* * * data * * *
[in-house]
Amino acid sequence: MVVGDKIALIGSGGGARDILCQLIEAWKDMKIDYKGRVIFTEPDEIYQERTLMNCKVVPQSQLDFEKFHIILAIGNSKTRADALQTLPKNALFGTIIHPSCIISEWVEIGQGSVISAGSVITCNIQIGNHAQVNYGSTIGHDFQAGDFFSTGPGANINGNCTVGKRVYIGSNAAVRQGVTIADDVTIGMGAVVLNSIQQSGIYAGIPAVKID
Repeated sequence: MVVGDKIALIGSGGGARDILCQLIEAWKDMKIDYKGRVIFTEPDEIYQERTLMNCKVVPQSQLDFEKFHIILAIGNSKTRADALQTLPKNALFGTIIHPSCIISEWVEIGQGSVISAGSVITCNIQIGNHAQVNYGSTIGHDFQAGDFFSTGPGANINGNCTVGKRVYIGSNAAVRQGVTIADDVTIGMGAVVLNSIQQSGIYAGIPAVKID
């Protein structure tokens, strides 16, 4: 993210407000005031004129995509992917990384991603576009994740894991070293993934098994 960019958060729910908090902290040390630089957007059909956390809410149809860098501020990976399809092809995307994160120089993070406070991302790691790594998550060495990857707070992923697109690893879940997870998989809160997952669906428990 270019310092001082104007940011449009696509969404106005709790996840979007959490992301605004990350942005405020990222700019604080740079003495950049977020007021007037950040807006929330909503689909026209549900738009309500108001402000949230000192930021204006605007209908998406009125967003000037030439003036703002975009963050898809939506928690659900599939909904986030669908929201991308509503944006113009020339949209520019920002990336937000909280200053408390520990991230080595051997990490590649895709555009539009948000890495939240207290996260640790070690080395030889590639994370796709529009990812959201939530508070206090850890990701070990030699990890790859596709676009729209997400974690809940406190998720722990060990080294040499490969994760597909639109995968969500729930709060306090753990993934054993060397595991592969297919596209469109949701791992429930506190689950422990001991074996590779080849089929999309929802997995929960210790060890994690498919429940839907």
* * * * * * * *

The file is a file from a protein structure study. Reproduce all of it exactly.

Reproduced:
[in-house]
Amino acid sequence: MVVGDKIALIGSGGGARDILCQLIEAWKDMKIDYKGRVIFTEPDEIYQERTLMNCKVVPQSQLDFEKFHIILAIGNSKTRADALQTLPKNALFGTIIHPSCIISEWVEIGQGSVISAGSVITCNIQIGNHAQVNYGSTIGHDFQAGDFFSTGPGANINGNCTVGKRVYIGSNAAVRQGVTIADDVTIGMGAVVLNSIQQSGIYAGIPAVKID
Repeated sequence: MVVGDKIALIGSGGGARDILCQLIEAWKDMKIDYKGRVIFTEPDEIYQERTLMNCKVVPQSQLDFEKFHIILAIGNSKTRADALQTLPKNALFGTIIHPSCIISEWVEIGQGSVISAGSVITCNIQIGNHAQVNYGSTIGHDFQAGDFFSTGPGANINGNCTVGKRVYIGSNAAVRQGVTIADDVTIGMGAVVLNSIQQSGIYAGIPAVKID
């Protein structure tokens, strides 16, 4: 993210407000005031004129995509992917990384991603576009994740894991070293993934098994 960019958060729910908090902290040390630089957007059909956390809410149809860098501020990976399809092809995307994160120089993070406070991302790691790594998550060495990857707070992923697109690893879940997870998989809160997952669906428990 270019310092001082104007940011449009696509969404106005709790996840979007959490992301605004990350942005405020990222700019604080740079003495950049977020007021007037950040807006929330909503689909026209549900738009309500108001402000949230000192930021204006605007209908998406009125967003000037030439003036703002975009963050898809939506928690659900599939909904986030669908929201991308509503944006113009020339949209520019920002990336937000909280200053408390520990991230080595051997990490590649895709555009539009948000890495939240207290996260640790070690080395030889590639994370796709529009990812959201939530508070206090850890990701070990030699990890790859596709676009729209997400974690809940406190998720722990060990080294040499490969994760597909639109995968969500729930709060306090753990993934054993060397595991592969297919596209469109949701791992429930506190689950422990001991074996590779080849089929999309929802997995929960210790060890994690498919429940839907």